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My First Decent Heatsink on a Lathe!

Wolfman29

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Hey everyone. I just got back from the student machine shop working on a heatsink for my AA MXDL host for a LPC-815.

Anyone, so I figured I would post some pictures! I don't have the diode in the bad boy yet, but it'll be my... finest... creation yet, I hope. Going to run it off a single 14500 battery using a flexdrive, probably set it at 250mW or so output power (just going to adjust current until I get that), and, with this hefty heatsink, it should be able to go... forever. Hopefully, anyway!

And now what you have all been waiting for, pictures!

So the front view, with the fins.
1.jpeg

The back view, with that little ridge there to fit perfectly into the pill that the host comes with.
2.jpeg

And finally, the gal with her big nose! This heatsink is pretty damn hefty though, and with the help of the fins, I am hoping for no duty cycle.
3.jpeg

I polished it as best I could, but I couldn't manage to get a mirror finish on it... at least not in the time I was taking. But as you can see, it reflects pretty damn well! Anyway, what do you guys think? I'm going to try to become another one of the forum's machinists, as we seem to be slightly lacking lately (Moh, etc.).
 

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Would a heatsink that has fins likened to a processor heatsink (obviously 360 degrees around the diode and able to fit in a handheld) fair well against just a solid cylinder of copper / ally
 

Wolfman29

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Certainly. The solid cylinder is a good method for decent length duty cycles, because the alloy can absorb some of the heat, thus lowering the total temperature increase, however, it will still be limited. The point of fins is that, with greater surface area, more of the heat can be dissipated. I would think a heatsink with much less volume but huge surface area would be extraordinarily more effective than a solid hunk of copper.
 

Wolfman29

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Thanks mate! I know I will be making at least one custom host... not sure how I am going to do that, considering I don't know how to single-point thread...! Nonetheless, someone said they were going to commission a host from me around Christmas time, so there's that.
 
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Answer my quesstiiiooooooooonnnnnnnnnnnnnnnnnnnnnnnnnnnnnnn

:D
 
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Certainly. The solid cylinder is a good method for decent length duty cycles, because the alloy can absorb some of the heat, thus lowering the total temperature increase, however, it will still be limited. The point of fins is that, with greater surface area, more of the heat can be dissipated. I would think a heatsink with much less volume but huge surface area would be extraordinarily more effective than a solid hunk of copper.

So how come everyone doesn't make these instead.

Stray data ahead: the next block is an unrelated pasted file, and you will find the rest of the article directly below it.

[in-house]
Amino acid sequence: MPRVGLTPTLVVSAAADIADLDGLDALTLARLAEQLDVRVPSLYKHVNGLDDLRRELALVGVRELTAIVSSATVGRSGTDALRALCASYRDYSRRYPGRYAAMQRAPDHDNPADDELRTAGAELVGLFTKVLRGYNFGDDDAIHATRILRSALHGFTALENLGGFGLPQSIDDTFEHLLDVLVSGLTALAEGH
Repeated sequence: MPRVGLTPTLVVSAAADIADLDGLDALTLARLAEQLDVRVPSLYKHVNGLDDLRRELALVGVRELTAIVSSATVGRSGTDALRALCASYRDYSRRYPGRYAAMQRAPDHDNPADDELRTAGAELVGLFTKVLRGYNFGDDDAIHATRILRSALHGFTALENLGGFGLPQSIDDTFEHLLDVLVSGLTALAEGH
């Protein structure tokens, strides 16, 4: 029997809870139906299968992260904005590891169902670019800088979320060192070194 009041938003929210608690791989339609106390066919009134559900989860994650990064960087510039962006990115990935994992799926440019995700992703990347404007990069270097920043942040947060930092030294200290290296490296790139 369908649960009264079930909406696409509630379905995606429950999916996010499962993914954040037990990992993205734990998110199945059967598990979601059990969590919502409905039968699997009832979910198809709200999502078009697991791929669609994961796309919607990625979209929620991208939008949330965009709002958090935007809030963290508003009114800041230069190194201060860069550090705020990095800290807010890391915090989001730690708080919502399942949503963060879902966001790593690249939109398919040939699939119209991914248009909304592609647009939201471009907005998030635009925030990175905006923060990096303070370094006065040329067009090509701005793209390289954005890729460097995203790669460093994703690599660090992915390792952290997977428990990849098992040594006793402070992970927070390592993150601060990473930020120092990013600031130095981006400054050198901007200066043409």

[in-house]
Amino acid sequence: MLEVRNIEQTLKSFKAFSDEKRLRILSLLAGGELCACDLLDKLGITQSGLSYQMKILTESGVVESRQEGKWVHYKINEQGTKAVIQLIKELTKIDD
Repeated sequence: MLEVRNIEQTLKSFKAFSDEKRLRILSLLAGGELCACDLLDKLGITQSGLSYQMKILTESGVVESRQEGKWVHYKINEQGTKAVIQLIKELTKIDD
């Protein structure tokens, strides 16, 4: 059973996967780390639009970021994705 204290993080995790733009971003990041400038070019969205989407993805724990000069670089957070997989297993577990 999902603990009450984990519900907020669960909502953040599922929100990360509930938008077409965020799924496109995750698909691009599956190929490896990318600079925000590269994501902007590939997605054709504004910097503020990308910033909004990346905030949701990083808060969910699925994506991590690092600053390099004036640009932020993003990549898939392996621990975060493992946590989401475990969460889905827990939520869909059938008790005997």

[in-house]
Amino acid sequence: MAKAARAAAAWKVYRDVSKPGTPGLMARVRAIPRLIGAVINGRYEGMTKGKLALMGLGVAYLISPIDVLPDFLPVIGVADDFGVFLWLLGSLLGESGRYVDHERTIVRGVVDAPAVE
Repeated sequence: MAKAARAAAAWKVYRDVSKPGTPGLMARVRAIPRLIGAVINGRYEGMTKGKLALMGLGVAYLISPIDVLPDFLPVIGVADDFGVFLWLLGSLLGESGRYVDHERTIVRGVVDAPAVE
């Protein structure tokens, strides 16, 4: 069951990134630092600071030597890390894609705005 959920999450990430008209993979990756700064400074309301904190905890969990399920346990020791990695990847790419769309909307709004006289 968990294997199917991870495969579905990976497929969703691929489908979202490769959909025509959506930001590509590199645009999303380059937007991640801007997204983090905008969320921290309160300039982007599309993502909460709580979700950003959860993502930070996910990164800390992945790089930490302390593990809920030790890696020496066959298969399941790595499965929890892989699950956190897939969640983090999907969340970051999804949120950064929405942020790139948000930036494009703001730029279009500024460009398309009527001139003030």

I take it they're more time consuming?
 

chipdouglas

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@misanthrop.... all heatsinks have their purpose.. a finned heat sink would not do well inside of a flashlight host. nor would a finned heatsink do better than a solid one with a tec... finned sinks need flowing air to work properly. while they do have more surface area, that surface area is perpendicular to the hosts body, thus not allowing it to transfer heat propberly.

michael.
 
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@misanthrop.... all heatsinks have their purpose.. a finned heat sink woul not do well inside of a flashlight host. nor would a finned heatsink do better than a solid one with a tec... finned sinks need flowing air to work properly. while the do have more surface area, that surface area is pependicular to the hosts body, thus not allowing it to transfer heat propberly.

michael.
Ok... well how about a host where the fins are exposed.



Edit: Sorry for thread hijack.
 
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chipdouglas

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there are a few of those... one new one i have seen on the forums is the sirius by deadeyemo.

but i doubt it cools superiorly. it doesn't have a fan to move fresh air over the fins. it has a lot of mass though. so it is a decent host for high powered builds.

michael.
 
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there are a few of those... one new one i have seen on the forums is the sirius by deadeyemo.

but i doubt it cools superiorly. it doesn't have a fan to move fresh air over the fins. it has a lot of mass though. so it is a decent host for high powered builds.

michael.
Link? can't seem to find anything.
 
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I just cleaned up my work area yesterday :D I'm getting it ready for the small things i'll be doing (finishing CNC items that I order)

yes, I watch satellite TV while machining :D

as you can see all of my stuff is from Harbor freight, even the miniature grinder with a buffing wheel for polishing and a drill press for $75. I love harbor freight.
 

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